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The World's Poorest Countries: Debt Relief or Aid?

  • Arslanalp, Serkan

    (Stanford U)

  • Henry, Peter B.

Debt relief is unlikely to stimulate investment and growth in the nations being considered for debt relief under the highly indebted poor countries (HIPCs) initiative. This is because the HIPCs do not suffer from debt overhang. The principal obstacle to investment and growth in the HIPCs is a lack of the basic infrastructure that forms the foundation for profitable economic activity--property rights, roads, schools, hospitals, and clean water. The energy and resources currently devoted to the HIPC debt relief initiative could be more efficiently employed as direct foreign aid.

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Paper provided by Stanford University, Graduate School of Business in its series Research Papers with number 1809.

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Date of creation: Jun 2003
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Handle: RePEc:ecl:stabus:1809
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  1. Shleifer, Andrei & Vishny, Robert W, 1997. " A Survey of Corporate Governance," Journal of Finance, American Finance Association, vol. 52(2), pages 737-83, June.
  2. Rafael La Porta & Florencio Lopez-de-Silane & Andrei Shleifer & Robert W. Vishny, 1997. "Legal Determinants of External Finance," NBER Working Papers 5879, National Bureau of Economic Research, Inc.
  3. John Luke Gallup & Jeffrey D. Sachs, 2000. "The Economic Burden of Malaria," CID Working Papers 52, Center for International Development at Harvard University.
  4. David Dollar & Craig Burnside, 2000. "Aid, Policies, and Growth," American Economic Review, American Economic Association, vol. 90(4), pages 847-868, September.
  5. Paul R. Krugman, 1988. "Financing vs. Forgiving a Debt Overhang," NBER Working Papers 2486, National Bureau of Economic Research, Inc.
  6. Serkan Arslanalp & Peter Blair Henry, 2002. "Debt Relief: What Do the Markets Think?," NBER Working Papers 9369, National Bureau of Economic Research, Inc.
  7. Robert E. Hall & Charles I. Jones, 1999. "Why Do Some Countries Produce So Much More Output Per Worker Than Others?," The Quarterly Journal of Economics, MIT Press, vol. 114(1), pages 83-116, February.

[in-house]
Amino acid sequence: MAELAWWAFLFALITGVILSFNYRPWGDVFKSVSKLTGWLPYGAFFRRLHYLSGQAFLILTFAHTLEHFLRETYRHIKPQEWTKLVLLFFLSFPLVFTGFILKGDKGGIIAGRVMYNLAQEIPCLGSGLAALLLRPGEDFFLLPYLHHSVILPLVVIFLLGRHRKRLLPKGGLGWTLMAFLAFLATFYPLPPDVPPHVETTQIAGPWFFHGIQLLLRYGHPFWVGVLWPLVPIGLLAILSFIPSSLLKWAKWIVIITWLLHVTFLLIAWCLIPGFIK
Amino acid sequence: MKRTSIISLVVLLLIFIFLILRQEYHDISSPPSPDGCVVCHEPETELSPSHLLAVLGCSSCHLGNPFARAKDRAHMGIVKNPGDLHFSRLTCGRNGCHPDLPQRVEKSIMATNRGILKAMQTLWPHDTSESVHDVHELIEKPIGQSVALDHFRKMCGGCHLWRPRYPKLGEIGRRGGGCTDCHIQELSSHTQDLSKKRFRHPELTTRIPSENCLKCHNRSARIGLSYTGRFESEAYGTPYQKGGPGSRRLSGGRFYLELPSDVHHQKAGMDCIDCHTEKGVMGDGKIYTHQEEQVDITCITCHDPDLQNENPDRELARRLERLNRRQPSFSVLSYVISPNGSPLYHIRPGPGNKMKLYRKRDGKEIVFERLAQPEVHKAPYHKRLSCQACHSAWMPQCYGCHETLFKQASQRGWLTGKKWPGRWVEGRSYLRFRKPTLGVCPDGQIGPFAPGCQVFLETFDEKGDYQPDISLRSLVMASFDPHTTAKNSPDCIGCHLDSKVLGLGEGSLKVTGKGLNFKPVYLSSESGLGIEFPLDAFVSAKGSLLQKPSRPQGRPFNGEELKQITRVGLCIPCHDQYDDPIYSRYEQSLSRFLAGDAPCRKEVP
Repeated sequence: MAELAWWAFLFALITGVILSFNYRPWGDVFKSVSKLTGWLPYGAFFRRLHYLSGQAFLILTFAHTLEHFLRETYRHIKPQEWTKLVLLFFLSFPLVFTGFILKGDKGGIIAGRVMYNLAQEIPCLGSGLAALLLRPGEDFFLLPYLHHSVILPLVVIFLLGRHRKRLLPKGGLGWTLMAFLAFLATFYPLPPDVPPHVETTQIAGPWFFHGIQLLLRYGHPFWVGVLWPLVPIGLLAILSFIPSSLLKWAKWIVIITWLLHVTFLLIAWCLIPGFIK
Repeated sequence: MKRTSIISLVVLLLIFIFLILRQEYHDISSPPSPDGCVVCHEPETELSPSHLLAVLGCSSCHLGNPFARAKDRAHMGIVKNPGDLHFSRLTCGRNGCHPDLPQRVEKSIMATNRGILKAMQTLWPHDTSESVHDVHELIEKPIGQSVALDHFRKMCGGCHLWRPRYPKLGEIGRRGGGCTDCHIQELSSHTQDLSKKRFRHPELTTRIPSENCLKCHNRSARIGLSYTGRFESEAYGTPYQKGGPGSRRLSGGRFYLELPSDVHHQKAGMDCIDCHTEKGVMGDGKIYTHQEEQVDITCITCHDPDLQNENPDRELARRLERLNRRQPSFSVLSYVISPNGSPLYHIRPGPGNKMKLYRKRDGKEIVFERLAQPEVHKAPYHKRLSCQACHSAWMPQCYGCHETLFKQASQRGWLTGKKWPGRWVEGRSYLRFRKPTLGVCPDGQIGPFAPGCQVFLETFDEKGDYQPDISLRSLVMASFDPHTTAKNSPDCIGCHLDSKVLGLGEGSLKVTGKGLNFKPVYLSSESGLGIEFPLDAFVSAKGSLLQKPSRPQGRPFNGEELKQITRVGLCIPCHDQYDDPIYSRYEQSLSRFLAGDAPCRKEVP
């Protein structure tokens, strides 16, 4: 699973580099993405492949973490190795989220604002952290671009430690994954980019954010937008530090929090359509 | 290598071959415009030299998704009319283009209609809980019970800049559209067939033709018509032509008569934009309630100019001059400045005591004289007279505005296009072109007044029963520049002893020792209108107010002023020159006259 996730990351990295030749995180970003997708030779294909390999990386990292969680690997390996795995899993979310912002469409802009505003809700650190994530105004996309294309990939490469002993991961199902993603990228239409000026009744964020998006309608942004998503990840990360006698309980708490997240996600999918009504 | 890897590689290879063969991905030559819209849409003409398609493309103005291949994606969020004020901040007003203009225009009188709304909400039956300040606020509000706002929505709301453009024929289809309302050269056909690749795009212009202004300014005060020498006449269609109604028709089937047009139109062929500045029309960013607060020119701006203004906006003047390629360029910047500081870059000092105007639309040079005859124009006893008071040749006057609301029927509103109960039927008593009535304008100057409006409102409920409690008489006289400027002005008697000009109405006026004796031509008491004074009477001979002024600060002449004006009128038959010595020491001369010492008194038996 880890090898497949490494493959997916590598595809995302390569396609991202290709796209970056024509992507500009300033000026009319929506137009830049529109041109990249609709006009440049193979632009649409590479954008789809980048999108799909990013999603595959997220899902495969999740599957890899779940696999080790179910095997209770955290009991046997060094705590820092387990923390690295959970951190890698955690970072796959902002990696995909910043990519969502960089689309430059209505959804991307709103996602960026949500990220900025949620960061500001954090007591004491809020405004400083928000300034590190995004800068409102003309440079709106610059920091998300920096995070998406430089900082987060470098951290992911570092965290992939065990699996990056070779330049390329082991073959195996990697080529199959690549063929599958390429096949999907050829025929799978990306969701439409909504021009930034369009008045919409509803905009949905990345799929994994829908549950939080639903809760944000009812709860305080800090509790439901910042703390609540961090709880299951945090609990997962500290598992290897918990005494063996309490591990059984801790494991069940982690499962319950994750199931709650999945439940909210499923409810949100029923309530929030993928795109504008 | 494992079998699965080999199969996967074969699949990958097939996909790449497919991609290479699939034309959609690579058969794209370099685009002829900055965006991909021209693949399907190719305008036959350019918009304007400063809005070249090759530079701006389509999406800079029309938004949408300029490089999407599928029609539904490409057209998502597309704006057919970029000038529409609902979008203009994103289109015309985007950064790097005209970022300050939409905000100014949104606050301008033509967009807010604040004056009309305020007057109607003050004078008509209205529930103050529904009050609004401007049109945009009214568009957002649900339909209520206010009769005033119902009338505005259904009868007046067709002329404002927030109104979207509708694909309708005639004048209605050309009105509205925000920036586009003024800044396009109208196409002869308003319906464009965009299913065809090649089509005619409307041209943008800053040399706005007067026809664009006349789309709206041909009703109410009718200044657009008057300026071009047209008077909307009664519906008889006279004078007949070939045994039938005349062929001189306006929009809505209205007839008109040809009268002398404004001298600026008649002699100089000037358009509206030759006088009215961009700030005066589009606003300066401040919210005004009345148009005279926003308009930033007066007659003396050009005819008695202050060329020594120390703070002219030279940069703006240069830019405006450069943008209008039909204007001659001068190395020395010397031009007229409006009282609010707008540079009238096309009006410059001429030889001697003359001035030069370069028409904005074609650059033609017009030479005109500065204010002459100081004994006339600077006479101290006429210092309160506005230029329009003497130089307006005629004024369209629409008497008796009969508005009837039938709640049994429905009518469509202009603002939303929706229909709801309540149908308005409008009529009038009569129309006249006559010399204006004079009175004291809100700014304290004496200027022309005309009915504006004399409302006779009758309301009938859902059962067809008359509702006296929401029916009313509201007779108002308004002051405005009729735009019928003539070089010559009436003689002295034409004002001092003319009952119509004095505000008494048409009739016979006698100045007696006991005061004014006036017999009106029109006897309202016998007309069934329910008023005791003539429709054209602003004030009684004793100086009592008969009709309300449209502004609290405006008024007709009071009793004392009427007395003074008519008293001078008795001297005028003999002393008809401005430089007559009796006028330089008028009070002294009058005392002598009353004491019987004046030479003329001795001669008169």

8. Dollar, David & Alesina, Alberto, 2000. "Who Gives Foreign Aid to Whom and Why?," Scholarly Articles 4553020, Harvard University Department of Economics.
  9. Myers, Stewart C., 1977. "Determinants of corporate borrowing," Journal of Financial Economics, Elsevier, vol. 5(2), pages 147-175, November.
  10. Rafael La porta & Florencio Lopez-De-Silanes & Andrei Shleifer & Robert Vishny, 2002. "Investor Protection and Corporate Valuation," Journal of Finance, American Finance Association, vol. 57(3), pages 1147-1170, 06.
  11. Jeremy Bulow, 2002. "First World Governments and Third World Debt: A Bankruptcy Court for Sovereign Lending?," Brookings Papers on Economic Activity, Economic Studies Program, The Brookings Institution, vol. 33(1), pages 229-256.
  12. Sachs, J. & Huizinga, H.P., 1987. "U.S. commercial banks and the developing-country debt crisis," Other publications TiSEM ada14007-7229-4f6d-a016-f, School of Economics and Management.
  13. Andrei Shleifer & Daniel Wolfenson, 2000. "Investor Protection and Equity Markets," Harvard Institute of Economic Research Working Papers 1906, Harvard - Institute of Economic Research.
  14. J. Bradford De Long & Barry Eichengreen, 1991. "The Marshall Plan: History's Most Successful Structural Adjustment Program," NBER Working Papers 3899, National Bureau of Economic Research, Inc.
  15. Boone, Peter, 1996. "Politics and the effectiveness of foreign aid," European Economic Review, Elsevier, vol. 40(2), pages 289-329, February.
  16. Kremer, Michael, 1993. "The O-Ring Theory of Economic Development," The Quarterly Journal of Economics, MIT Press, vol. 108(3), pages 551-75, August.
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